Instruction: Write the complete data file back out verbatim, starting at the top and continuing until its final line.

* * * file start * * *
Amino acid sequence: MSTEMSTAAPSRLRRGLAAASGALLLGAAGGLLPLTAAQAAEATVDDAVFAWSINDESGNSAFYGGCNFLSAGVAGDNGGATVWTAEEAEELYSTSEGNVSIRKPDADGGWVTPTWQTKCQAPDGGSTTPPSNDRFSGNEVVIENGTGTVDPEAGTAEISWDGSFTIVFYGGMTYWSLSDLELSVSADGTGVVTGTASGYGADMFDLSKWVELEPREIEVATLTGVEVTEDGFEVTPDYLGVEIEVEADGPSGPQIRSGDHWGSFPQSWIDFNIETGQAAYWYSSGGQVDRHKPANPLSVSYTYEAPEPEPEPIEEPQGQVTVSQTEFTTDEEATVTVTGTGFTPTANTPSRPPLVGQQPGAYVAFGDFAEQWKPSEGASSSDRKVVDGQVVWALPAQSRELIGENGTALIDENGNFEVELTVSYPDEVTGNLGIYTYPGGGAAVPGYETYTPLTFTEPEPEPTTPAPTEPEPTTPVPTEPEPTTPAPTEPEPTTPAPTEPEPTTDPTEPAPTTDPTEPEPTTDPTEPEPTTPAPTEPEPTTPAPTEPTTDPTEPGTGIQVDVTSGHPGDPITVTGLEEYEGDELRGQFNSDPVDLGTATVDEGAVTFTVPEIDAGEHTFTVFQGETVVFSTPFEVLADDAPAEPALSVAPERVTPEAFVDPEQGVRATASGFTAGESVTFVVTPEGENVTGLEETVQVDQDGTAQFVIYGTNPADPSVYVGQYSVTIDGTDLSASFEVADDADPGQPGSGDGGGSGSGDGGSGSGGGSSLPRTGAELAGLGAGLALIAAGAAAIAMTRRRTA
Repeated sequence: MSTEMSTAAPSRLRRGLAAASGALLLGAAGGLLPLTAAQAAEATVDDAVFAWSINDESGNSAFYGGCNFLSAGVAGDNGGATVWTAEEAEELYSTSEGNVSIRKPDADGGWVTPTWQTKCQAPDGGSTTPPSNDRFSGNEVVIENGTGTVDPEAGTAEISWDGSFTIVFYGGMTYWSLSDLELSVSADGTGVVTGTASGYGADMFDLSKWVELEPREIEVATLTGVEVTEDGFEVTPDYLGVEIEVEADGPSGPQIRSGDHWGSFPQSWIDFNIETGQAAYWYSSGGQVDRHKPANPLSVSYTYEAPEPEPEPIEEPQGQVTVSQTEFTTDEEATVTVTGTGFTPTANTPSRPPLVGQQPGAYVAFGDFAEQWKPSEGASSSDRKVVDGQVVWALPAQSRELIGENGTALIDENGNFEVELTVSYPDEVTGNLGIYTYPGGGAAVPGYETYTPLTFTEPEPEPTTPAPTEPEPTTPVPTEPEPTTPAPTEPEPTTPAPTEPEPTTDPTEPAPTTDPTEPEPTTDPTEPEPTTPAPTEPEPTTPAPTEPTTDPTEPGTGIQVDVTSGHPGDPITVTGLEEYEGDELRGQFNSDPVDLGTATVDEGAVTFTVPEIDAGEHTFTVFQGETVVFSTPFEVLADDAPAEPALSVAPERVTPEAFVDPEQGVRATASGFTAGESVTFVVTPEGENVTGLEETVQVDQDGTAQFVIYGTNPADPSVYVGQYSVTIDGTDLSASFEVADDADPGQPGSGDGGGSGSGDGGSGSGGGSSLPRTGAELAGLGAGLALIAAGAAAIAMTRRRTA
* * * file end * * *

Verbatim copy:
Amino acid sequence: MSTEMSTAAPSRLRRGLAAASGALLLGAAGGLLPLTAAQAAEATVDDAVFAWSINDESGNSAFYGGCNFLSAGVAGDNGGATVWTAEEAEELYSTSEGNVSIRKPDADGGWVTPTWQTKCQAPDGGSTTPPSNDRFSGNEVVIENGTGTVDPEAGTAEISWDGSFTIVFYGGMTYWSLSDLELSVSADGTGVVTGTASGYGADMFDLSKWVELEPREIEVATLTGVEVTEDGFEVTPDYLGVEIEVEADGPSGPQIRSGDHWGSFPQSWIDFNIETGQAAYWYSSGGQVDRHKPANPLSVSYTYEAPEPEPEPIEEPQGQVTVSQTEFTTDEEATVTVTGTGFTPTANTPSRPPLVGQQPGAYVAFGDFAEQWKPSEGASSSDRKVVDGQVVWALPAQSRELIGENGTALIDENGNFEVELTVSYPDEVTGNLGIYTYPGGGAAVPGYETYTPLTFTEPEPEPTTPAPTEPEPTTPVPTEPEPTTPAPTEPEPTTPAPTEPEPTTDPTEPAPTTDPTEPEPTTDPTEPEPTTPAPTEPEPTTPAPTEPTTDPTEPGTGIQVDVTSGHPGDPITVTGLEEYEGDELRGQFNSDPVDLGTATVDEGAVTFTVPEIDAGEHTFTVFQGETVVFSTPFEVLADDAPAEPALSVAPERVTPEAFVDPEQGVRATASGFTAGESVTFVVTPEGENVTGLEETVQVDQDGTAQFVIYGTNPADPSVYVGQYSVTIDGTDLSASFEVADDADPGQPGSGDGGGSGSGDGGSGSGGGSSLPRTGAELAGLGAGLALIAAGAAAIAMTRRRTA
Repeated sequence: MSTEMSTAAPSRLRRGLAAASGALLLGAAGGLLPLTAAQAAEATVDDAVFAWSINDESGNSAFYGGCNFLSAGVAGDNGGATVWTAEEAEELYSTSEGNVSIRKPDADGGWVTPTWQTKCQAPDGGSTTPPSNDRFSGNEVVIENGTGTVDPEAGTAEISWDGSFTIVFYGGMTYWSLSDLELSVSADGTGVVTGTASGYGADMFDLSKWVELEPREIEVATLTGVEVTEDGFEVTPDYLGVEIEVEADGPSGPQIRSGDHWGSFPQSWIDFNIETGQAAYWYSSGGQVDRHKPANPLSVSYTYEAPEPEPEPIEEPQGQVTVSQTEFTTDEEATVTVTGTGFTPTANTPSRPPLVGQQPGAYVAFGDFAEQWKPSEGASSSDRKVVDGQVVWALPAQSRELIGENGTALIDENGNFEVELTVSYPDEVTGNLGIYTYPGGGAAVPGYETYTPLTFTEPEPEPTTPAPTEPEPTTPVPTEPEPTTPAPTEPEPTTPAPTEPEPTTDPTEPAPTTDPTEPEPTTDPTEPEPTTPAPTEPEPTTPAPTEPTTDPTEPGTGIQVDVTSGHPGDPITVTGLEEYEGDELRGQFNSDPVDLGTATVDEGAVTFTVPEIDAGEHTFTVFQGETVVFSTPFEVLADDAPAEPALSVAPERVTPEAFVDPEQGVRATASGFTAGESVTFVVTPEGENVTGLEETVQVDQDGTAQFVIYGTNPADPSVYVGQYSVTIDGTDLSASFEVADDADPGQPGSGDGGGSGSGDGGSGSGGGSSLPRTGAELAGLGAGLALIAAGAAAIAMTRRRTA